Beanz Meanz Heinz

Have you seen the new Heinz Beans advert?


I am afraid I must admit that I really do not like it at all. It reminded me of the Green Giant ‘you are what you eat advert’ where the boys quickly tuck into the sweetcorn thinking they will become giants. In fact the last scene of the Heinz advert is practically a mirror image of it; the mum has just told the boy he might grow up to be a giant so he’s scooping them up! In Heinz defence the advert was playing on Jack and the Beanstalk – a perfect parody for them.

Coincidentally Heinz were trying to promote the same message as Green Giant, that they are one of your 5 a day. This claim has been made by Heniz before, in fact I found an old article on the MarketingWeek website which told of how they had been “slapped on the wrists by the Advertising Standards Authority (ASA)” because of it. Apparently complaints had been made about HJ Heniz claiming that their canned products are an equivalent to fresh fruit an vegetables. The ASA did not uphold these complaints.

I wonder if Heniz were worried about reiterating the 5 a day then with this advert? I was told in a recent lecture that broadcasting adverts always get ‘pre-vetted’ before they are shown on television simply because they cost so much to be shown. We can therefore presume this advert was okayed by the ASA. In fact they must be pretty confident with it because the label appears on their packaging too. And why should they not be? I mean it is true:

“What counts towards 5 a day?
● Tinned or canned fruit and vegetables”

That statement appears on the NHS website. However they immediately follow it up by saying you should buy the ones with no added sugar or salt. They later comment that beans and pulses only count as one portion, no matter how many you eat. This is because they contain less nutrients than other fruit and vegetables. Below this statement they then make a comment about convenience foods:

“Fruit and veg in convenience foods, such as ready meals and shop-bought pasta sauces, soups and puddings. Some ready-made foods are high in salt, sugar and fat, so only have them occasionally or in small amounts”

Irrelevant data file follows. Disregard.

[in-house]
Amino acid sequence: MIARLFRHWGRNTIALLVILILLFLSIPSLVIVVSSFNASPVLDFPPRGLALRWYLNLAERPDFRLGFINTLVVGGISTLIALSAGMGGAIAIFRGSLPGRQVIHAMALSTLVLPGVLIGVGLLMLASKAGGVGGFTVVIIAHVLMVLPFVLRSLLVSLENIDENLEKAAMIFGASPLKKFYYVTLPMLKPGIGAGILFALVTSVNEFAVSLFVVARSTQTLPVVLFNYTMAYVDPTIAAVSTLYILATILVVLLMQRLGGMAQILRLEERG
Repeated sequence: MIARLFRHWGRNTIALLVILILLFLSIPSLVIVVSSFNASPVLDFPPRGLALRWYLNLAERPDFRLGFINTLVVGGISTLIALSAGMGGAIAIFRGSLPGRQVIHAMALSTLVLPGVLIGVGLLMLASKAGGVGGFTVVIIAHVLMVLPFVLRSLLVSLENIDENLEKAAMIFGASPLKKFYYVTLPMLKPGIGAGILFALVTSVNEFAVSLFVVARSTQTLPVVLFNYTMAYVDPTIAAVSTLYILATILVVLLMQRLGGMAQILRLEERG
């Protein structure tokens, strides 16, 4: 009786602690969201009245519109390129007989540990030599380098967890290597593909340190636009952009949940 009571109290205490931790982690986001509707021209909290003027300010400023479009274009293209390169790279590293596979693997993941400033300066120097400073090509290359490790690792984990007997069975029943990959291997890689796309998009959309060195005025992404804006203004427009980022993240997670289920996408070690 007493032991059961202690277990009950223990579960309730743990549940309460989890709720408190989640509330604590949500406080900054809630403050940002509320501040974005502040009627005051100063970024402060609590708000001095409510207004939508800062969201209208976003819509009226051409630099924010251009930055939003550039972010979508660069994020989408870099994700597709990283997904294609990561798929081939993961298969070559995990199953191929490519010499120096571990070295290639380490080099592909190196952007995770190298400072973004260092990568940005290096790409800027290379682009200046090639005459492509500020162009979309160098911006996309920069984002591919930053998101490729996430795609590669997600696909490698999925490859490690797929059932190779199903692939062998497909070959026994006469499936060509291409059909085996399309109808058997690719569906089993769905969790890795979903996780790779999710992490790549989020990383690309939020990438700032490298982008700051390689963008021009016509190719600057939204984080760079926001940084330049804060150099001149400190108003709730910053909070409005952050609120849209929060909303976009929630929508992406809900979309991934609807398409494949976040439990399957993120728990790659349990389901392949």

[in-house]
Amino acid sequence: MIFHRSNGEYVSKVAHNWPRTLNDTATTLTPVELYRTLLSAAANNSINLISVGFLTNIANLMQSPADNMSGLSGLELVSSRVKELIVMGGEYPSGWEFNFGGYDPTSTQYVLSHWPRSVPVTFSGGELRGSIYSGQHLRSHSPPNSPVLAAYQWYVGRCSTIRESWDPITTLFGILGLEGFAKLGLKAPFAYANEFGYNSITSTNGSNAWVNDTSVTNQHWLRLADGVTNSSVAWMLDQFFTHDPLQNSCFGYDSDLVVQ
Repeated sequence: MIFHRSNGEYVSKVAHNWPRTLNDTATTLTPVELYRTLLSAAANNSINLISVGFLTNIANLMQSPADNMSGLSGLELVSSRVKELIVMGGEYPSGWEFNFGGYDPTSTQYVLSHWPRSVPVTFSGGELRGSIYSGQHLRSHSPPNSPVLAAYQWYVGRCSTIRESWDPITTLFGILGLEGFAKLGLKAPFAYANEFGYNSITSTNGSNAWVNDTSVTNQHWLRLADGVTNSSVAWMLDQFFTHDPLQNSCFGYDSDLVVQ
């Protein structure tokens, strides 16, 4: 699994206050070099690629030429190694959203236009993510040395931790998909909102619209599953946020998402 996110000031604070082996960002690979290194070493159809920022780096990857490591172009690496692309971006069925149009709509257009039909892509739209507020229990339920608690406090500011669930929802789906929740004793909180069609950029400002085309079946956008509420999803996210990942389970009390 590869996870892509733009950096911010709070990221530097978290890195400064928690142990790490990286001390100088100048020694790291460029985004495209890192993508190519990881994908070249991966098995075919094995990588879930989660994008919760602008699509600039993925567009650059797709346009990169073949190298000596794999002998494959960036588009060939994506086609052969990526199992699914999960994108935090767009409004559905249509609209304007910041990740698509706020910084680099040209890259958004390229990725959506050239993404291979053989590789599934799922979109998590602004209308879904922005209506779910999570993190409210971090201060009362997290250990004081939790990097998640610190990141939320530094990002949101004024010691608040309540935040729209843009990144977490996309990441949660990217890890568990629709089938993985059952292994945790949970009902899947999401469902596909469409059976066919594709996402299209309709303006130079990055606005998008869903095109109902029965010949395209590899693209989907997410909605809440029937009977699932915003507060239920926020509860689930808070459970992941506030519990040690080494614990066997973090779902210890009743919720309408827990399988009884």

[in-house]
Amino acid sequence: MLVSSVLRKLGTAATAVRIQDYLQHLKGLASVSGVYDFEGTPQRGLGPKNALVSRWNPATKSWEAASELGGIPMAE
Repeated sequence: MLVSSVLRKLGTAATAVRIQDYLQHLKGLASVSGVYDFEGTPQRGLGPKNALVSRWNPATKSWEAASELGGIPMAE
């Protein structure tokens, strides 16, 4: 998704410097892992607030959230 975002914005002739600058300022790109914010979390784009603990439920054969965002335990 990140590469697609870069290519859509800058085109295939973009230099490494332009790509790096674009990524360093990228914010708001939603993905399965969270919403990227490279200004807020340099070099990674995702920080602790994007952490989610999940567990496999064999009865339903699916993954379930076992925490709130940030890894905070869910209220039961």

So there we go. Heinz probably were not worried about the advert being banned because even the NHS website say’s we’re allowed to eat them, occasionally.

Nevertheless they will get some grumbles about it. Now of course people complaining about your adverts generates extra publicity. Depending on the nature of your company and the nature of the complaint this can be a good thing or a bad thing. Take Benetton for example, they revelled in the outrage they caused and it didn’t harm their image. Some may even say it helped it, although I feel that remains debatable.

Would bad press about nutrition and the ingredients used in Heniz products help Heniz image? Is the brand enough of an institution to stand up to it? My answer would be: why bother finding out. The loophole that the NHS website gives them is nothing to shout about. It’s not as Seth Cohen, author of the Purple Cow, would say remarkable. He argues against advertising at all unless you have something new and amazing going on.

“If you do nothing, at least you’re not going to short-circuit your existing consumer networks by loading them up with a lot of indefensible junk”

The NHS website proved that the 5 a day claim was not “indefensible junk” but I would argue that it is deficient junk that’s already been peddled by Heniz before. Cohen suggests taking a leaf from companies such as Ben&Jerrys when it comes to advertising. Here is a quick shot from my notebook on the Purple Cow:

The thing with Heinz is that they actually do have something new to shout about. They have re-sealable fridge packs!


That’s remarkable. In fact that’s revolutionising the way we store the product. I presume the beans will taste better if they’ve been stored better so it’s almost a form of product control! More importantly what the fridge pack does is put’s beans back on our radar. Your much more likely to notice them your the fridge than stacked away in your cupboard with your tinned fruit.

What is also remarkable is that in a lecture a few weeks ago my lecturer started talking about beans on toast. (It was in reference to the comfort and nostalgia factor in advertising). He showed us this old advert:


I had that jingle, the entire thing from “a million housewife’s…” in my head for a good few days. The next night I had this huge craving for beans on toast so I had them for dinner. I have not had beans on toast for a good two to three years. Just someone talking about beans on toast, mentioning having beans on toast for tea or when your in a hurry or when you need something comforting to eat, really, really made me want to have some beans on toast!

Heinz could simply get people talking about beans on toast as a form of advertising. Talk about them on social networking sites such as twitter for example. Facebook might even be better as they could ask people about their favourite memories of beans on toast or other things they have with beans. Do they like them hot or cold?

They could also take advantage of the new Tv product placement rules and have characters stacking shelves of Heinz beans; buying them; opening the cans. I wonder if you could show a character eating beans on toast? If not then I bet if they just had a giant picture of beans on toast on a billboard and if nothing else it would increase sales and not damage the brand.


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